NEW COURSE: MCB 121 [PROF. KARINE A. GIBBS]
Microbes in Disease and the Environment
August 30th, 2012
Professor Karine A. Gibbs
Meeting Time: Tu., Th., 10-11:30 a.m., plus a one-hour section each week
Location: Biolabs 2062
Prerequisites: LS 1a, 1b, or by permission of instructor
Microbiologists, by nature, are both generalists and specialists-- we study those creatures that are largely invisible to the naked eye, including bacteria, viruses, prions, and small parasites. Many microbes are composed of a single cell or up to just a few hundred cells, but nonetheless these organisms are capable of sophisticated behaviors-- as individuals, very often as complex communities, and as agents within their environment.
As a result of their relatively simple form yet remarkable behavioral capability, microbes provide a rich source of interesting phenomena to study. They often provide a tractable approach to answering questions beyond the microbial realm that may otherwise be too complex to tackle directly, and increasingly they serve as a powerful tool for engineering. For example, microbiologists study ways to combat infections, bio-weapons, and global warming. We engineer processes for manufacturing medications and bio-fuels, and for environmental remediation. And we study the foundations of food, from preparation of cheese, to methods for preservation, to probiotics.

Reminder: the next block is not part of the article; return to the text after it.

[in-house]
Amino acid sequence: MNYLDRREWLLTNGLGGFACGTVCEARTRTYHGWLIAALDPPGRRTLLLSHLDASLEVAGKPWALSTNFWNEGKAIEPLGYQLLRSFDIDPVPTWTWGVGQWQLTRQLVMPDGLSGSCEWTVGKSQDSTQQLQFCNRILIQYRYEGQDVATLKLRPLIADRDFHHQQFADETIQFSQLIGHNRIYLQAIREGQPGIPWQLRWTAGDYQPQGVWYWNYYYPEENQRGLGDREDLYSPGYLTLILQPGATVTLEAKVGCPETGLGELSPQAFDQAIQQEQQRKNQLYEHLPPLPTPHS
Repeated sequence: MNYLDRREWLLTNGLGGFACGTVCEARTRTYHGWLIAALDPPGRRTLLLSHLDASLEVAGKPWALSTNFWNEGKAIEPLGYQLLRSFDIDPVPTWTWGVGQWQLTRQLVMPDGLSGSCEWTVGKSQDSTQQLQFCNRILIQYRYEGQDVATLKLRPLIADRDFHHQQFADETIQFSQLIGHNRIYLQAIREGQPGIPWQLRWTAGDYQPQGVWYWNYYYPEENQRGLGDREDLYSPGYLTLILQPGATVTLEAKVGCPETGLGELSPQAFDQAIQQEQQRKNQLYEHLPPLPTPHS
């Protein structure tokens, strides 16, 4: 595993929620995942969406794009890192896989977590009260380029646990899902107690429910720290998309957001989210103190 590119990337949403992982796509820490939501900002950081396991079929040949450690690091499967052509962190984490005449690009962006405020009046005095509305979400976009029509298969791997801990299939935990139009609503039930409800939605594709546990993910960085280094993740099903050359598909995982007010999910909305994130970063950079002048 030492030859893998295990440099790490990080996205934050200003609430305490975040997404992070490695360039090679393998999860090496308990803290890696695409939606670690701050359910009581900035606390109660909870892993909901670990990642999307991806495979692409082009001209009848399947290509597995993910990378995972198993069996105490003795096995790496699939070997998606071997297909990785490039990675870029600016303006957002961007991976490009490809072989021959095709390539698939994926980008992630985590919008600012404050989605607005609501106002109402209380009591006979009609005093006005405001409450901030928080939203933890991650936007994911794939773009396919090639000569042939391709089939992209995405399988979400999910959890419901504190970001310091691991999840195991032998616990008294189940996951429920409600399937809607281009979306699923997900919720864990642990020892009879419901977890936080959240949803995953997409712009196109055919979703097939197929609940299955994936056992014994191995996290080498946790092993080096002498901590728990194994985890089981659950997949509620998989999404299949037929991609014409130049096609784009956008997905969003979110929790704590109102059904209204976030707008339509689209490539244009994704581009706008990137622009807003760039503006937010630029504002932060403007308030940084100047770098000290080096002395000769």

Thus, to practice microbiology, one must deploy knowledge and techniques from many different subspecialties of biology and other sciences, ranging from basic chemistry and molecular biology, to organismal and population biology, and beyond. MCB 121 is a general microbiology course; as such, we will cover a broad sampling of the many scientific disciplines involved in studying the varied microbial world. Articles from multiple media sources will be incorporated into the course.
For additional questions, please e-mail Prof. Gibbs
Download pdf of course description
View the course website for MCB 121